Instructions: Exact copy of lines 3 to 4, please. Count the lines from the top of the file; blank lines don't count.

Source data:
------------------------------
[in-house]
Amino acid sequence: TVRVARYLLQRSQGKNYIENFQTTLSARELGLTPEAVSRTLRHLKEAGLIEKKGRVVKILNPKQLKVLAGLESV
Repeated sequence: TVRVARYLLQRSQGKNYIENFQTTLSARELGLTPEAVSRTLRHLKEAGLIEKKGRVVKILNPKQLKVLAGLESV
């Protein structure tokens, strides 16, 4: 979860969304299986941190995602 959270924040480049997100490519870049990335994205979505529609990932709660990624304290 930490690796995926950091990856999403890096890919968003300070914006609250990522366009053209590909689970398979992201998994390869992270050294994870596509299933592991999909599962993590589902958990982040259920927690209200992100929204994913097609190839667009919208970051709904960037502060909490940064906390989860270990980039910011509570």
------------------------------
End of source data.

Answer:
Repeated sequence: TVRVARYLLQRSQGKNYIENFQTTLSARELGLTPEAVSRTLRHLKEAGLIEKKGRVVKILNPKQLKVLAGLESV
């Protein structure tokens, strides 16, 4: 979860969304299986941190995602 959270924040480049997100490519870049990335994205979505529609990932709660990624304290 930490690796995926950091990856999403890096890919968003300070914006609250990522366009053209590909689970398979992201998994390869992270050294994870596509299933592991999909599962993590589902958990982040259920927690209200992100929204994913097609190839667009919208970051709904960037502060909490940064906390989860270990980039910011509570």